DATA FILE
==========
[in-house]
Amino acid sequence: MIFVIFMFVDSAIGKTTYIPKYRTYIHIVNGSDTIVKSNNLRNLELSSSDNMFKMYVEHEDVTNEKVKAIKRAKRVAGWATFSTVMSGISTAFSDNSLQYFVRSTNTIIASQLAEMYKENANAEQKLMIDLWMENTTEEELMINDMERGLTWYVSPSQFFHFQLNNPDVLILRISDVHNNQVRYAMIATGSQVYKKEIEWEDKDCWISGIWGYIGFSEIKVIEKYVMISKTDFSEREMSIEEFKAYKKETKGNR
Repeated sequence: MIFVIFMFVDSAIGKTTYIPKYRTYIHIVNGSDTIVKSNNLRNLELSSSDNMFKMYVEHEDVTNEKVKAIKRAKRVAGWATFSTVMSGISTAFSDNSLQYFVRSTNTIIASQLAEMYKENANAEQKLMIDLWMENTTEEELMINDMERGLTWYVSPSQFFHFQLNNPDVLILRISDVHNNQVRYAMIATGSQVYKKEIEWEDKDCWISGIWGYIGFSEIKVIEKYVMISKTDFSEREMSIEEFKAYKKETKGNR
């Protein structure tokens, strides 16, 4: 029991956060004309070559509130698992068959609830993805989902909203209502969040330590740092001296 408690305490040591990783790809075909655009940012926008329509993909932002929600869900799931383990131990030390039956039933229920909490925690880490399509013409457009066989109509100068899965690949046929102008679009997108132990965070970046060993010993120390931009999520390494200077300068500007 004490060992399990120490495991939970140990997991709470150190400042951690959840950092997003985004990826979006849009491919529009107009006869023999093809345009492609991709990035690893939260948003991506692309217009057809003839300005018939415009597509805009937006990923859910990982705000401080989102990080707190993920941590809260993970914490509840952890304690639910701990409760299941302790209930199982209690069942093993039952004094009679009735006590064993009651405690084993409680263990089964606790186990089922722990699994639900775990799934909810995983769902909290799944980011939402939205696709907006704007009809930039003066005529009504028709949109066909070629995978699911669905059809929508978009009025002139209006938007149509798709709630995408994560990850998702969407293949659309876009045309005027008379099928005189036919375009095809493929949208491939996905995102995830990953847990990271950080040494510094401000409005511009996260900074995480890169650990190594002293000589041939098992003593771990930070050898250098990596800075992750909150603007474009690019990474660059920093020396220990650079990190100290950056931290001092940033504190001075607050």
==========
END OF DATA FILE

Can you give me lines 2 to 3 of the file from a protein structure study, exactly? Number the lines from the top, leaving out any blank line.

Amino acid sequence: MIFVIFMFVDSAIGKTTYIPKYRTYIHIVNGSDTIVKSNNLRNLELSSSDNMFKMYVEHEDVTNEKVKAIKRAKRVAGWATFSTVMSGISTAFSDNSLQYFVRSTNTIIASQLAEMYKENANAEQKLMIDLWMENTTEEELMINDMERGLTWYVSPSQFFHFQLNNPDVLILRISDVHNNQVRYAMIATGSQVYKKEIEWEDKDCWISGIWGYIGFSEIKVIEKYVMISKTDFSEREMSIEEFKAYKKETKGNR
Repeated sequence: MIFVIFMFVDSAIGKTTYIPKYRTYIHIVNGSDTIVKSNNLRNLELSSSDNMFKMYVEHEDVTNEKVKAIKRAKRVAGWATFSTVMSGISTAFSDNSLQYFVRSTNTIIASQLAEMYKENANAEQKLMIDLWMENTTEEELMINDMERGLTWYVSPSQFFHFQLNNPDVLILRISDVHNNQVRYAMIATGSQVYKKEIEWEDKDCWISGIWGYIGFSEIKVIEKYVMISKTDFSEREMSIEEFKAYKKETKGNR